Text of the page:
Gogebic Range turns out for Jack Frost parade


December 4, 2017

Richard Jenkins/Daily Globe

Local cub scout troop's float hand out candy along the Jack Frost parade route through downtown Ironwood Saturday evening.



Ironwood - Even though the lack of snow on the ground may not have put people in the holiday mindset, residents of Ironwood and the surrounding area turned out Saturday for the 23rd annual Jack Frost parade.

This year was the first time the parade was held on a Saturday, which Ironwood Chamber of Commerce Director Michael Meyer felt helped the crowd's atmosphere.

"One of the reasons for shifting it to Saturday was to make it more family friendly and less stressful," Meyer said. "Of course it's always hard to judge the tenor of a crowd - and once again, this is only my third (Jack Frost parade) - but people seemed to be in a really relaxed and open mood."

"I really think, because it was not on a workday, it helped create a sense of, 'Let's relax and have a good time.' And that was actually the goal (of making it a Saturday event)," he continued.

Along with avoiding having the parade on the workday, the switch to Saturday also turned the event into a two-day celebration.

Among the downtown activities Friday were stores staying open as part of the city's continuing First Friday effort and carolers throughout the downtown to serenade crowds.

"We want to build up both Friday and Saturday," Meyer said, regarding future parades. "There were lots of pluses to this Friday and Saturday (schedule), there really were."

Meyer said this year also doubled the number of downtown stores participating in a decorating contest with 12 stores getting into the holiday spirit.

On Saturday, the events before the parade included Santa and Mrs. Claus at the River Valley Bank and old-time Christmas cartoon at the Historic Ironwood Theatre.

Meyer had mixed feelings about the lack of snow for the holiday, saying it probably hurt the attendance of kids meeting Santa at the bank - which he said had a steady flow of kids but wasn't crowded. He did think the weather helped turn out for the parade.

"The sun was bright, it was shining, the birds were chirping merrily, people were hiking the trail - it looked like October. And I think when it does that, most people up in these latitudes aren't thinking about Christmas. Once it started to get dark, well that's a little bit different and I think it brought more people out," Meyer said. "It didn't look like Christmas, it was beautiful out."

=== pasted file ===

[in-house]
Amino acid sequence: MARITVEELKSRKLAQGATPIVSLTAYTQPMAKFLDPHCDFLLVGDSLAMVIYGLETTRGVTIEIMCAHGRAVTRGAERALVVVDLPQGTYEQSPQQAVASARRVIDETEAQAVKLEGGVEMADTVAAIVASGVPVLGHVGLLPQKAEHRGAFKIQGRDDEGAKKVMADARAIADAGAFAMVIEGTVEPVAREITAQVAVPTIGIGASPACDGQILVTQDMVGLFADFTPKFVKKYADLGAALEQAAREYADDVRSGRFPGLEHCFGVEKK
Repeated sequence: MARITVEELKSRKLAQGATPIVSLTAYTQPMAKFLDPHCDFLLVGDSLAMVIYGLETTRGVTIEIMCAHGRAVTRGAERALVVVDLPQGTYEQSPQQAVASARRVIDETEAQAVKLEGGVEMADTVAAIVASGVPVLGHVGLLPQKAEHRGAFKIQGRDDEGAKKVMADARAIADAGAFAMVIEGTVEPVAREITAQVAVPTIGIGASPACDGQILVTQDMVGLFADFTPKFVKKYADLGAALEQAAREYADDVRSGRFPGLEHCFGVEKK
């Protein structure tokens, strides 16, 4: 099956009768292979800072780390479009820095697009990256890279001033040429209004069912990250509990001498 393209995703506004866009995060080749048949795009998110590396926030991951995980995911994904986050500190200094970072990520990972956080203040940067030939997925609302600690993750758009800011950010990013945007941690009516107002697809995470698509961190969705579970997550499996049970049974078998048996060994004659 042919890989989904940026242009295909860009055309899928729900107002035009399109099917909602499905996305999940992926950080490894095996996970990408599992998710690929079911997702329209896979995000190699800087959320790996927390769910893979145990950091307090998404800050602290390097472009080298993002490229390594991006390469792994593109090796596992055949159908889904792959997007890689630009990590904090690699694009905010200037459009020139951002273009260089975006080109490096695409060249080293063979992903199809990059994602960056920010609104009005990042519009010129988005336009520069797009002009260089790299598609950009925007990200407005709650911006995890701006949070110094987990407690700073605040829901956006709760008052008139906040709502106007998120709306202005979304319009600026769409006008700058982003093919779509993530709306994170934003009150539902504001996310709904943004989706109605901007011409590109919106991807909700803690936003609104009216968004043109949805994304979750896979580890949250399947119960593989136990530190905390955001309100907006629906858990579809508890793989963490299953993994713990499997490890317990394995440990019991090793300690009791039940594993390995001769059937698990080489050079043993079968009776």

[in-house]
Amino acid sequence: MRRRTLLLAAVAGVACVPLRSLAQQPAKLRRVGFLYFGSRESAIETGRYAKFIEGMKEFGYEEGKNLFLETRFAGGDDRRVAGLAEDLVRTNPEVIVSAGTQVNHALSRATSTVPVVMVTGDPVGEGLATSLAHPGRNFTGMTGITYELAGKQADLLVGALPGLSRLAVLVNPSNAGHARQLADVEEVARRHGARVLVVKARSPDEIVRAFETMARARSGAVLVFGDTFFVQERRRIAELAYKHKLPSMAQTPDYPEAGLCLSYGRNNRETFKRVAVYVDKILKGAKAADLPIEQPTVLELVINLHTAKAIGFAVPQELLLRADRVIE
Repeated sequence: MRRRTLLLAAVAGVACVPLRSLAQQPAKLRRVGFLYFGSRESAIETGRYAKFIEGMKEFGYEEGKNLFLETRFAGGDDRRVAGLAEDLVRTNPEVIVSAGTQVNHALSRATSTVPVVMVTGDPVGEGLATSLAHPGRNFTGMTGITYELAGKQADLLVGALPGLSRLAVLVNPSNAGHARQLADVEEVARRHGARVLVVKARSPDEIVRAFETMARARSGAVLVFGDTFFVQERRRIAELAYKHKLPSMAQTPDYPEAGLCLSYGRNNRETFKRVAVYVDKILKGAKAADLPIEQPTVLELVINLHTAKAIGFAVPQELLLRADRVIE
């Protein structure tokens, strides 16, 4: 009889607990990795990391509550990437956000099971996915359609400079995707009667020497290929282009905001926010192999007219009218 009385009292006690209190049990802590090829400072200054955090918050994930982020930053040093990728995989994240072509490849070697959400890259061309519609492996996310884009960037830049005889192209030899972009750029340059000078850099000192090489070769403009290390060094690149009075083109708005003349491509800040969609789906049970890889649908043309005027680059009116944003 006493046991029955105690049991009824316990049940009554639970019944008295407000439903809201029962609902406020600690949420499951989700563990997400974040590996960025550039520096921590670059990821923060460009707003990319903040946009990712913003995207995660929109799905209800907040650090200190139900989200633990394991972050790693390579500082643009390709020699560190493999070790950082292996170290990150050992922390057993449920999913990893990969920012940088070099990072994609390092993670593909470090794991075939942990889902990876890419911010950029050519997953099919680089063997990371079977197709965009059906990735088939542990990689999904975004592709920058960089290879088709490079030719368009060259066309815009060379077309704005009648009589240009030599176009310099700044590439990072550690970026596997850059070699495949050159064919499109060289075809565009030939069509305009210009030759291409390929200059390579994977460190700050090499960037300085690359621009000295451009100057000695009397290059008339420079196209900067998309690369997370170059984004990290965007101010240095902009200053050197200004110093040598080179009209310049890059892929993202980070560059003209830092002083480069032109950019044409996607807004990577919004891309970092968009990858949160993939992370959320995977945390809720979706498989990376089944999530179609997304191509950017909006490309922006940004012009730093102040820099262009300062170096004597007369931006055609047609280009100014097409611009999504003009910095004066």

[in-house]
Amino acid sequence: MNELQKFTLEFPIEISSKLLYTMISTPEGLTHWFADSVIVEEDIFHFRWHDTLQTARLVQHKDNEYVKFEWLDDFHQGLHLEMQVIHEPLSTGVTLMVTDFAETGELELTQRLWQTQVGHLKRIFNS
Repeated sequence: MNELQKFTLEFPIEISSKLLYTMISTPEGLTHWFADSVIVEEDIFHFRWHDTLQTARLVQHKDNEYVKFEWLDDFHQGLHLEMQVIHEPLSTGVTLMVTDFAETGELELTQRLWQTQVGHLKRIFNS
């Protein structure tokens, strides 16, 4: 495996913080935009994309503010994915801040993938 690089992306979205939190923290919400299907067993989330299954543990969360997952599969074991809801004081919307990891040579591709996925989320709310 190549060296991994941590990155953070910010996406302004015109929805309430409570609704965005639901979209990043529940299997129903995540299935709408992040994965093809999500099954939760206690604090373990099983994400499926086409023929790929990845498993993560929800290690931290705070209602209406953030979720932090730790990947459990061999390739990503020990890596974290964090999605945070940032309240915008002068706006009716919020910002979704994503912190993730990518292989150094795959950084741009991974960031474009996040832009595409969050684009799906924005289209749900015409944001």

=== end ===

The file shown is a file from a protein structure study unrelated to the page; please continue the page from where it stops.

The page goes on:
Perhaps the lack of snow was fitting though, as Meyer said the character of Jack Frost functions as a symbol of the beginning of winter.

"That's really what Jack Frost is, it's really a symbol of the change of seasons," Meyer said. "You know it's real when you have to scrape 'jack frost' off your car,"

He said it also adds an element to the celebration beyond simply a Christmas event.

Meyer credited the volunteers who helped make the festival a success. He specifically mentioned Sam and Anne Davey - who, along with Sue Carr - worked as parade directors and were crucial in marshaling the 33 parade entries and ensuring the parade was a success.

This year had a change in how the entries were judged, with the parade broken down into motorized and non-motorized units. Meyer said this was done as some felt it was unfair to those who worked on the floats to have to compete against a group of walkers or some other kind of performance.

He said he will have parade results available today.

After the parade, the Gogebic Range Band played a variety of songs in the Historic Ironwood Theatre.

While the parade is over, the Jack Frost Festival continues and a schedule of upcoming events is available at ironwoodchamber.org/events/jack-frost.


Powered by ROAR Online Publication Software from Lions Light Corporation
© Copyright 2018

Rendered 10/11/2018 08:40